Sunday, March 27, 2011

Late to Lent: Days 15-16

read the beginning of the journey here

Day Fifteen
I went down a rabbit hole today. (The internet is full of them.) Now I’m not asking anyone to fall in after me. And I’m not going to describe Wonderland or what drew me in. But a hookah smoking caterpillar made a statement that sparked my interest and I want to talk it through.



The contention is that how a person lives is more important than what he or she believes. Many will immediately claim that we need both or that orthopraxy flows from orthodoxy. Most in the emerging movement agree we need both, but they contest the second claim: Experience does not prove that those who believe the right things live the right way. No matter how much sense the traditional connection makes, it does not necessarily work itself out in practice. 



 

This is a really strong statement. And it has me thinking, especially in light of a Lenten fast of both an attitude and actions. Is what I do more important that what I believe? How are they connected? Straight off I’m going to admit I have a strong opinion. My own experience says that what I do comes out of what I believe. My actions don’t come out of nowhere. My mind formulates ideas; my heart gives me the permission to carry them out. Good or bad starts there. What I believe in my heart, my will, determines what thoughts I will allow to blossom into actions. For example, yesterday I stood on a bridge overlooking a torrential stream, brimming over with recent storms. The thought crossed my mind, what would it be like to fall in that water? My will spoke up and said, I could die in the fall or drown and I do not want to die. My belief about the likely consequences of that possible action, tied with my belief that I desire to live pair together to stop that thought from turning into reckless action.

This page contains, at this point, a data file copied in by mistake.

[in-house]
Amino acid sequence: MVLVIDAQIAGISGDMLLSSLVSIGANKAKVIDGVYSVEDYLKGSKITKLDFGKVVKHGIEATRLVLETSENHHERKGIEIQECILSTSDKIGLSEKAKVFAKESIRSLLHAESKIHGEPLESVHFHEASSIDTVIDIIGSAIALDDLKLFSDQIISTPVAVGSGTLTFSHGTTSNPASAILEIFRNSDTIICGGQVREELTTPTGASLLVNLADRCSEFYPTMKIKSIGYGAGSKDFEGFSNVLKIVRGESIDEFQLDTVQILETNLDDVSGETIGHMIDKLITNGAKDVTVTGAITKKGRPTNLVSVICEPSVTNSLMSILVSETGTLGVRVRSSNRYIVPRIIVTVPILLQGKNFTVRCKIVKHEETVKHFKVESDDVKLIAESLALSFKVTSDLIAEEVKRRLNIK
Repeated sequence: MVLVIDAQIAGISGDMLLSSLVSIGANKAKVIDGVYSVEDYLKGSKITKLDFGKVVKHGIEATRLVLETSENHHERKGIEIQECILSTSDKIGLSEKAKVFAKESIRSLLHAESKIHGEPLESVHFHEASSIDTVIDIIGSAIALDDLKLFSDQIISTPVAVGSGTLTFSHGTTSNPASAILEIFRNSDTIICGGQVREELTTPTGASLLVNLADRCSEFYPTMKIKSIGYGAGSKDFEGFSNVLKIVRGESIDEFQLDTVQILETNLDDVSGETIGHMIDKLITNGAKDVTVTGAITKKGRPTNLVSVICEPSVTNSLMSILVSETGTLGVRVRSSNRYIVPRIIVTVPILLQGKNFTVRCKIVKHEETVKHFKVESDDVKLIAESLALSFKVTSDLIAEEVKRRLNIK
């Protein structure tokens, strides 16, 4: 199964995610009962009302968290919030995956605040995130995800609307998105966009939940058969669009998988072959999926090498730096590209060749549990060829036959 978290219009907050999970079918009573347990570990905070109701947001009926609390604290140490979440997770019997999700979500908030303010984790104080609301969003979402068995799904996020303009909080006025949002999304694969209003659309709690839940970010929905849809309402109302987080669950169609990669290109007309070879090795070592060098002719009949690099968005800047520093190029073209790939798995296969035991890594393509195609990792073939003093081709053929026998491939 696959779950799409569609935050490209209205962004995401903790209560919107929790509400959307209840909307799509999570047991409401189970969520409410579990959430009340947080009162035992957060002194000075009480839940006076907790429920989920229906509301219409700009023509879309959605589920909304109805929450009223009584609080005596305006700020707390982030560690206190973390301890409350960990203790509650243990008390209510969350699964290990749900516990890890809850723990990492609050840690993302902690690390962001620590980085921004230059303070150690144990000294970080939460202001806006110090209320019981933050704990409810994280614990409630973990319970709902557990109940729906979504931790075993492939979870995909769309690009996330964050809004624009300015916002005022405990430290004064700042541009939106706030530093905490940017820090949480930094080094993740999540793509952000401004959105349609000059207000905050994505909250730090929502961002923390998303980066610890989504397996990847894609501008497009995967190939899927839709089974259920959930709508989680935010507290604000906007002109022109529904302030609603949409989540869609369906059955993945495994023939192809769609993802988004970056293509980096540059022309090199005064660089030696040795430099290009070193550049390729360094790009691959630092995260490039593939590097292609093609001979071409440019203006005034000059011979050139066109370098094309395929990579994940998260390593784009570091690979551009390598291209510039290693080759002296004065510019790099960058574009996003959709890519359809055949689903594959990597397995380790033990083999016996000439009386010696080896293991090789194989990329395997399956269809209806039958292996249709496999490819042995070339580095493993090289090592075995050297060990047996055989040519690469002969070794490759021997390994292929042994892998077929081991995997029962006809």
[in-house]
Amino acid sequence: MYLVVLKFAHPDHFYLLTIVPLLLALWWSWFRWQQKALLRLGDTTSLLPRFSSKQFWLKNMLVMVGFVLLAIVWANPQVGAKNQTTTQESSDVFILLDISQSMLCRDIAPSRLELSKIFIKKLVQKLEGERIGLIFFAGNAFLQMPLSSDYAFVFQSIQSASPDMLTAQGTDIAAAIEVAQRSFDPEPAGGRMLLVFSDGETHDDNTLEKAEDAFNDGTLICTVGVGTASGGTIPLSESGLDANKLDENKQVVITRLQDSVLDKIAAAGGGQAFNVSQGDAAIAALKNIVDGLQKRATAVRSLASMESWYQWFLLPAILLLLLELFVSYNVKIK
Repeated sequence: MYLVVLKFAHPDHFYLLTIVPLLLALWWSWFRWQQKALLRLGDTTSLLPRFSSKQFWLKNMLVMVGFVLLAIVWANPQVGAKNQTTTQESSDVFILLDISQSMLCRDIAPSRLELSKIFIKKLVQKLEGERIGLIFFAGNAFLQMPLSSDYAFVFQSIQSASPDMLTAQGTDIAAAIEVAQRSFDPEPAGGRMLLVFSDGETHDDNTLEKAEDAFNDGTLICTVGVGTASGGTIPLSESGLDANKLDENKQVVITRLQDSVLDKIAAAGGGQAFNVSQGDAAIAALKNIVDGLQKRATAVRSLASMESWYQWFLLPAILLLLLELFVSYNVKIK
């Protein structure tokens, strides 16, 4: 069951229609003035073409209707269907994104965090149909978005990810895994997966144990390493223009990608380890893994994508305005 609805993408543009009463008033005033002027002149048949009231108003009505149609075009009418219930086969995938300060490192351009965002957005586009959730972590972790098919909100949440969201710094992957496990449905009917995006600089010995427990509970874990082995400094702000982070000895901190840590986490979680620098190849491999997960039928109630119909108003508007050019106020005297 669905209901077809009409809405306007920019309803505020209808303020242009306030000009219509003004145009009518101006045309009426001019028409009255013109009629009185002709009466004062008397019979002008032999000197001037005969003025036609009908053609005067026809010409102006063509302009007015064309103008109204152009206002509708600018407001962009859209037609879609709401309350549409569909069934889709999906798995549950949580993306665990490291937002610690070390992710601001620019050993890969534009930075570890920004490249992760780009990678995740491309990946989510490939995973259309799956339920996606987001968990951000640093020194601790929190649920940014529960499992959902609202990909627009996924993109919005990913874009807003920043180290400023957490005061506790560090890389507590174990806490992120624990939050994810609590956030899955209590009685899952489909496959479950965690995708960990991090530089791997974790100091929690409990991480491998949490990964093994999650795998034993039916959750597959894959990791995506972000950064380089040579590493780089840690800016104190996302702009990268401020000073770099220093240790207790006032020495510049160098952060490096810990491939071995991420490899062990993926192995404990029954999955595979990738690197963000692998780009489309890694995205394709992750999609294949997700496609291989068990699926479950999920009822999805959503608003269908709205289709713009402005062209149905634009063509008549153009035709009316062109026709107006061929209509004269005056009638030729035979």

I have spent the last four years partnering with God to recover from some habits I used to cope with early hurts. Examining not only those painful events but also the lessons I learned from them-truths and lies- led me to discover or admit behaviors that flowed out of those beliefs. Pain led to belief led to protective actions led to more problems. My behavior is changing only as God heals my wounded heart and changes what I believe about myself, the people around me and most importantly, Him.

I know that my natural inclination to sin is a factor in this discussion, too. I’m not a computer that can simply run the right equation to get the right action. Even Apostle Paul said, I want to do what is good, but I don’t. I don’t want to do what is wrong, but I do it anyway. Romans 7:19 But if I’m being honest when I choose sin, I usually think I'm justified or I can get away with it.
Next I consider acting as if; the practice of acting as I wish to, even if my feelings don't match up. Isn't this a perfect example of what I do being more more important than what I believe? I don’t think so. Acting as if contains a belief that some actions are healthier, nobler, more worthy, more desirable than others, even if they clash with my own instincts. So I can choose to pursue healthy actions rather than follow unhealthy (or sinful) instincts.